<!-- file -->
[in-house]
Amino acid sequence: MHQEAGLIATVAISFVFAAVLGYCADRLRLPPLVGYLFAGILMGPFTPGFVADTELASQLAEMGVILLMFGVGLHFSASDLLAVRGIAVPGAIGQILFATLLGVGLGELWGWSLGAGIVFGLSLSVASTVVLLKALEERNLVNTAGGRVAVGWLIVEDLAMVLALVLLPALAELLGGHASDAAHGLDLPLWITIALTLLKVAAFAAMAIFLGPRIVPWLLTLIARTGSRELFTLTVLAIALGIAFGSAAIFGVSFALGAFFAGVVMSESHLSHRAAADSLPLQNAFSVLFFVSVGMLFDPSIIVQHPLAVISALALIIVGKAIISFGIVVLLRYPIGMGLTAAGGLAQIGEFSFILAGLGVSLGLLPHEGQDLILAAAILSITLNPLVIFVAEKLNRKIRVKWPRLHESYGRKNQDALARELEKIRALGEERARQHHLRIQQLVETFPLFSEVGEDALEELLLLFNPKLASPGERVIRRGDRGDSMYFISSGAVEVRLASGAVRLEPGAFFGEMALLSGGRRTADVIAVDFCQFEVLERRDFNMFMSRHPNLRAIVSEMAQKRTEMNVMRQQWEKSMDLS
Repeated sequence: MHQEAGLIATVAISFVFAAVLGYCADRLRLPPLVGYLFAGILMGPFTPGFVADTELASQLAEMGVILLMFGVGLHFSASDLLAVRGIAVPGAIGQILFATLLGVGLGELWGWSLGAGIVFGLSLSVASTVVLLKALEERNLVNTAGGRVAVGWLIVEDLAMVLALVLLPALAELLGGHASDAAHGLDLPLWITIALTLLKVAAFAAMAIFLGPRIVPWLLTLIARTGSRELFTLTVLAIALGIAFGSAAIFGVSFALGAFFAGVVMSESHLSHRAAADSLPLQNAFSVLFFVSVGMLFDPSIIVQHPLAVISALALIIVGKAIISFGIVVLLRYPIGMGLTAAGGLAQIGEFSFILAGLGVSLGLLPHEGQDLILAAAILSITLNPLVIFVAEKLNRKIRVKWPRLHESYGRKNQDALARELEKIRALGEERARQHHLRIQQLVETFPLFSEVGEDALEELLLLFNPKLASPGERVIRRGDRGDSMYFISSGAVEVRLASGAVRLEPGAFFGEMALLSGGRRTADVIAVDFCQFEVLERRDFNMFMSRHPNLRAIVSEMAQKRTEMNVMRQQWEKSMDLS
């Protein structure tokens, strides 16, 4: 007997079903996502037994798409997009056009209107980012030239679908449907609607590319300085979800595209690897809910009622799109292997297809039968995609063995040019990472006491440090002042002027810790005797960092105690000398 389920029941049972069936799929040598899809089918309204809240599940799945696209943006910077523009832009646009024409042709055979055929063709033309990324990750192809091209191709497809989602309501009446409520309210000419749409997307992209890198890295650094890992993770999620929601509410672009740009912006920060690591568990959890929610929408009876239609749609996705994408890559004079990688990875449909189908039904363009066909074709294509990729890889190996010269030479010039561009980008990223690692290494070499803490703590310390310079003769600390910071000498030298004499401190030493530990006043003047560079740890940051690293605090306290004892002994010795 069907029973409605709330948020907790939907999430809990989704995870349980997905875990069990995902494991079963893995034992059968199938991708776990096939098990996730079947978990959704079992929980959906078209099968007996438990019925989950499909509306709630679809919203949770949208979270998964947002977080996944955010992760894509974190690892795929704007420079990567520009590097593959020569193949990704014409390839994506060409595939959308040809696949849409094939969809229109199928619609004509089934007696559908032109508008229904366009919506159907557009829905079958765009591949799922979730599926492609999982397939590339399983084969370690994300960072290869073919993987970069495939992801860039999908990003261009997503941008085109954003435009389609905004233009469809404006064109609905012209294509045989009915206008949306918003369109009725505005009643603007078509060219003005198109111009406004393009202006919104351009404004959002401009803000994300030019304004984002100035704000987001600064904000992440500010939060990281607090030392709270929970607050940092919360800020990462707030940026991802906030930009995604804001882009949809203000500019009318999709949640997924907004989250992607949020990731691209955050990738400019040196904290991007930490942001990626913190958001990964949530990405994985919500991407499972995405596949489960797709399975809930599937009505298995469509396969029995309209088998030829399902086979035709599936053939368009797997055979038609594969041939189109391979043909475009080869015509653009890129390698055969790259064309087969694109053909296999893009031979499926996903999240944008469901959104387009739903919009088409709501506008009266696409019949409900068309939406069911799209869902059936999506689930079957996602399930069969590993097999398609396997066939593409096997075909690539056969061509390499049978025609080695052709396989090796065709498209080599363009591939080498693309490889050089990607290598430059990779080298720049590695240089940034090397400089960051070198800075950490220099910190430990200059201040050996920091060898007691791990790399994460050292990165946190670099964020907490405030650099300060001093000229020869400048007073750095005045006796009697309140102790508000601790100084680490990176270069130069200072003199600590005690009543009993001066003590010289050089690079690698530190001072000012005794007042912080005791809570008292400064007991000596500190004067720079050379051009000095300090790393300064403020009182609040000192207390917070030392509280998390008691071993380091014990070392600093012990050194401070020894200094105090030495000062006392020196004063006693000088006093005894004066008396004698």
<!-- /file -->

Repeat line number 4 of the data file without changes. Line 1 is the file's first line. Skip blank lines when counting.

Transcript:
């Protein structure tokens, strides 16, 4: 007997079903996502037994798409997009056009209107980012030239679908449907609607590319300085979800595209690897809910009622799109292997297809039968995609063995040019990472006491440090002042002027810790005797960092105690000398 389920029941049972069936799929040598899809089918309204809240599940799945696209943006910077523009832009646009024409042709055979055929063709033309990324990750192809091209191709497809989602309501009446409520309210000419749409997307992209890198890295650094890992993770999620929601509410672009740009912006920060690591568990959890929610929408009876239609749609996705994408890559004079990688990875449909189908039904363009066909074709294509990729890889190996010269030479010039561009980008990223690692290494070499803490703590310390310079003769600390910071000498030298004499401190030493530990006043003047560079740890940051690293605090306290004892002994010795 069907029973409605709330948020907790939907999430809990989704995870349980997905875990069990995902494991079963893995034992059968199938991708776990096939098990996730079947978990959704079992929980959906078209099968007996438990019925989950499909509306709630679809919203949770949208979270998964947002977080996944955010992760894509974190690892795929704007420079990567520009590097593959020569193949990704014409390839994506060409595939959308040809696949849409094939969809229109199928619609004509089934007696559908032109508008229904366009919506159907557009829905079958765009591949799922979730599926492609999982397939590339399983084969370690994300960072290869073919993987970069495939992801860039999908990003261009997503941008085109954003435009389609905004233009469809404006064109609905012209294509045989009915206008949306918003369109009725505005009643603007078509060219003005198109111009406004393009202006919104351009404004959002401009803000994300030019304004984002100035704000987001600064904000992440500010939060990281607090030392709270929970607050940092919360800020990462707030940026991802906030930009995604804001882009949809203000500019009318999709949640997924907004989250992607949020990731691209955050990738400019040196904290991007930490942001990626913190958001990964949530990405994985919500991407499972995405596949489960797709399975809930599937009505298995469509396969029995309209088998030829399902086979035709599936053939368009797997055979038609594969041939189109391979043909475009080869015509653009890129390698055969790259064309087969694109053909296999893009031979499926996903999240944008469901959104387009739903919009088409709501506008009266696409019949409900068309939406069911799209869902059936999506689930079957996602399930069969590993097999398609396997066939593409096997075909690539056969061509390499049978025609080695052709396989090796065709498209080599363009591939080498693309490889050089990607290598430059990779080298720049590695240089940034090397400089960051070198800075950490220099910190430990200059201040050996920091060898007691791990790399994460050292990165946190670099964020907490405030650099300060001093000229020869400048007073750095005045006796009697309140102790508000601790100084680490990176270069130069200072003199600590005690009543009993001066003590010289050089690079690698530190001072000012005794007042912080005791809570008292400064007991000596500190004067720079050379051009000095300090790393300064403020009182609040000192207390917070030392509280998390008691071993380091014990070392600093012990050194401070020894200094105090030495000062006392020196004063006693000088006093005894004066008396004698």